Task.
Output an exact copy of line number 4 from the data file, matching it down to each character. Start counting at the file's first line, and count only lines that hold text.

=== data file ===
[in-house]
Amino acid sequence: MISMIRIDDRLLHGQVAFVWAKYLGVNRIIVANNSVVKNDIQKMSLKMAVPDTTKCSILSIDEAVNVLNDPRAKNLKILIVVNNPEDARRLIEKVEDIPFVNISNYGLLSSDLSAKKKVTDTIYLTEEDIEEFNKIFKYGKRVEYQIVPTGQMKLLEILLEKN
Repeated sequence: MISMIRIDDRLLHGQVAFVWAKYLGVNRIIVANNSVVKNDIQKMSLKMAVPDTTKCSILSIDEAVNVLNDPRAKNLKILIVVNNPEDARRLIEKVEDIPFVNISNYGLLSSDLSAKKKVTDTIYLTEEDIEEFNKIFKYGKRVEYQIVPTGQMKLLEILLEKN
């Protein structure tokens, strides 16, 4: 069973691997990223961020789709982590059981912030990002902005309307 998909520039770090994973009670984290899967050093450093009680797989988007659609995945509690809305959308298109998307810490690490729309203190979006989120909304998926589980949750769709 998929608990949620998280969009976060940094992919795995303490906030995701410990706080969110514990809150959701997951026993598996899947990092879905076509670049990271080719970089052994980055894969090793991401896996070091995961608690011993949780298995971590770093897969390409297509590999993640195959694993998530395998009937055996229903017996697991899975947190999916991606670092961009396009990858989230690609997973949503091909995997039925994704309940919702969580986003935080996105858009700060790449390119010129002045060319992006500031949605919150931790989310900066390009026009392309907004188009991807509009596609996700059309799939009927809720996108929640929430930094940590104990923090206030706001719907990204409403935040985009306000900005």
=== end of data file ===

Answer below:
């Protein structure tokens, strides 16, 4: 069973691997990223961020789709982590059981912030990002902005309307 998909520039770090994973009670984290899967050093450093009680797989988007659609995945509690809305959308298109998307810490690490729309203190979006989120909304998926589980949750769709 998929608990949620998280969009976060940094992919795995303490906030995701410990706080969110514990809150959701997951026993598996899947990092879905076509670049990271080719970089052994980055894969090793991401896996070091995961608690011993949780298995971590770093897969390409297509590999993640195959694993998530395998009937055996229903017996697991899975947190999916991606670092961009396009990858989230690609997973949503091909995997039925994704309940919702969580986003935080996105858009700060790449390119010129002045060319992006500031949605919150931790989310900066390009026009392309907004188009991807509009596609996700059309799939009927809720996108929640929430930094940590104990923090206030706001719907990204409403935040985009306000900005």